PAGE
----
This interview has been edited for brevity and clarity.
Robin Gow: One of the lines in the first poem really resonated with my own experience with gender and then understanding the complexities of gender for speakers in the book. You write, “I think I knew I was a boy / when the boy touched me.” It made me curious about how you understand gender’s relationship to touch and the physical body?
Kayleb Rae Candrilli: This is such a complicated question, hence my delay in answering! But after sitting on it awhile, I think this poem might be different from some others in the collection, re: the relationship of touch & gender. This poem is something of a prelude, one that discusses a formative trauma—something of a chronological arching device. Its relationship to gender is really just a desire for the power and the agency that men are typically and historically afforded. When I question myself, I view that desire for power as not at all related to my lived gender and instead regard it as much more closely related to capital, both monetary capital and social capital.
There were some edits to that poem, and the original has an additional couplet:
I think I knew I was a boy
when the boy touched me.
I don’t know what this says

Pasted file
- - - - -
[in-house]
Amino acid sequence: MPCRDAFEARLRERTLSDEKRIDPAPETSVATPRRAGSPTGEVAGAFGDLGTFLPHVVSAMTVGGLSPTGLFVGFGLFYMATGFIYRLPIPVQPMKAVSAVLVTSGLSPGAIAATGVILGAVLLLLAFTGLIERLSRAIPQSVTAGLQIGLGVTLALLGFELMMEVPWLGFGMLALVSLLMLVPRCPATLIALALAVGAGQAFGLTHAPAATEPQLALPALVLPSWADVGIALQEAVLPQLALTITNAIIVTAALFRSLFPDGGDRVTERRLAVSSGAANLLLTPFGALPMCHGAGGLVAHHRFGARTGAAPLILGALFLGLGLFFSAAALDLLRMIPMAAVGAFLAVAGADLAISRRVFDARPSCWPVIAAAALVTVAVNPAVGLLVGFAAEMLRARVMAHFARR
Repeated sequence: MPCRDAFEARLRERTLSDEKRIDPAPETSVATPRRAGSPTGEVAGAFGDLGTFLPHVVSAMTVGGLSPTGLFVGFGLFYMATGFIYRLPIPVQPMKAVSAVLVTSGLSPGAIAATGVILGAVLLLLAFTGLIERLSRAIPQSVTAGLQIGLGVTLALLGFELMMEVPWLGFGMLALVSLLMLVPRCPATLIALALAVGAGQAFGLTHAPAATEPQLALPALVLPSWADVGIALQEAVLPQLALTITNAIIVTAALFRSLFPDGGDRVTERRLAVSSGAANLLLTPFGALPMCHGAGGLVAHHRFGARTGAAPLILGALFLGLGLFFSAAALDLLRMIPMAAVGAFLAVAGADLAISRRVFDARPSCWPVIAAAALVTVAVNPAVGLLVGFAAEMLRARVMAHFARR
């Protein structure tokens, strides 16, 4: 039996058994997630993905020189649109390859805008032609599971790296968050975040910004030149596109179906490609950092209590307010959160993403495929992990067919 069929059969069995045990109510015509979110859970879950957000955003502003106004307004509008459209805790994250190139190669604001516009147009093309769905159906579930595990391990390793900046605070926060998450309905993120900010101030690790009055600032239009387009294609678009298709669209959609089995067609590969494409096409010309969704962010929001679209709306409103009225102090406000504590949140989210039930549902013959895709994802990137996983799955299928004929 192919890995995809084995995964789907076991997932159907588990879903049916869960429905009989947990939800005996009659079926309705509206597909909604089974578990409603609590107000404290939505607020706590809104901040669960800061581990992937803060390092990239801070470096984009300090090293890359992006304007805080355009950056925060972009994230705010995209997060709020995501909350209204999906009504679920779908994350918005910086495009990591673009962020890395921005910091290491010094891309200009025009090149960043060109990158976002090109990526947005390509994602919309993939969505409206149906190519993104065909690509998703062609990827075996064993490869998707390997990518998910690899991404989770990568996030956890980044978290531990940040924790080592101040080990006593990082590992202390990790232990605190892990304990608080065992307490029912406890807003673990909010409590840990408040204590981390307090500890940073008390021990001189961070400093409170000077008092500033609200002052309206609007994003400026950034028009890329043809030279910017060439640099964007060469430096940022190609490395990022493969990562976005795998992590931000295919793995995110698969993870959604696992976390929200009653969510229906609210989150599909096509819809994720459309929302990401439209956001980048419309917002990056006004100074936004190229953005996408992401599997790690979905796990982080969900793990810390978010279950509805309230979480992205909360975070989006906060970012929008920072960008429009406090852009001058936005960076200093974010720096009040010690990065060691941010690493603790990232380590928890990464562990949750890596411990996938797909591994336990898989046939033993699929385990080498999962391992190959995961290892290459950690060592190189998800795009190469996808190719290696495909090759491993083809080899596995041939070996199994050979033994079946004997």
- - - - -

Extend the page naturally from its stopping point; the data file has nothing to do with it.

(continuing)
about me or the world
I say, “I don’t know,” but don’t we all know what it says about the world? In the end, I think we are all clambering for power, and if we are relatively pure of heart, the power we crave is just the power to control our own lives and our own bodies. That power is so often taken from us.
But as the book moves along, the discussion of gender paired with the tactile is more tied to euphoric memories, I think. Moments that aren’t a desire for capital, but instead moments that are a manifestation of a very particular type of peace and calm—calm that can only exist in a short-lived vacuum in which you forget gender is a tool in the belt of capitalism, in which you forget your origin story, in which you forget language and meaning and are left with only some elemental sense, or senses. Perhaps wildflowers on the wind.
I think of these lines as the most important in the book when prying at your question:
I wish I could tell every
trans child a story about running through
the forest shirtless, about how the wind
licks when only the trees are staring.
I promise, sunrise can feel sweet.
I remember in 2015, I had a little frozen pizza dinner party with my best friends. We all did our laundry together and watched Mean Girls. I excused myself to the restroom and while I was in there, one of those little vacuums formed. I forgot my gender entirely. No origin story. No arch to a new destination. No clue what my body meant to the world and no clue what it meant to me. That was true euphoria, though maybe it doesn’t seem as though it would be. I like to think those moments peak through in the book, though in different forms, like light cutting through the blinds, or Pop Rocks on your tongue. Hopefully that answers a bit of the question.
RG: What do you feel the poetry/lyric’s role is in articulating these kinds of euphoric moments? What does it allow/ generate for you? And then, given your reflection on touch, I’m curious what your relationship to the speaker in the book is.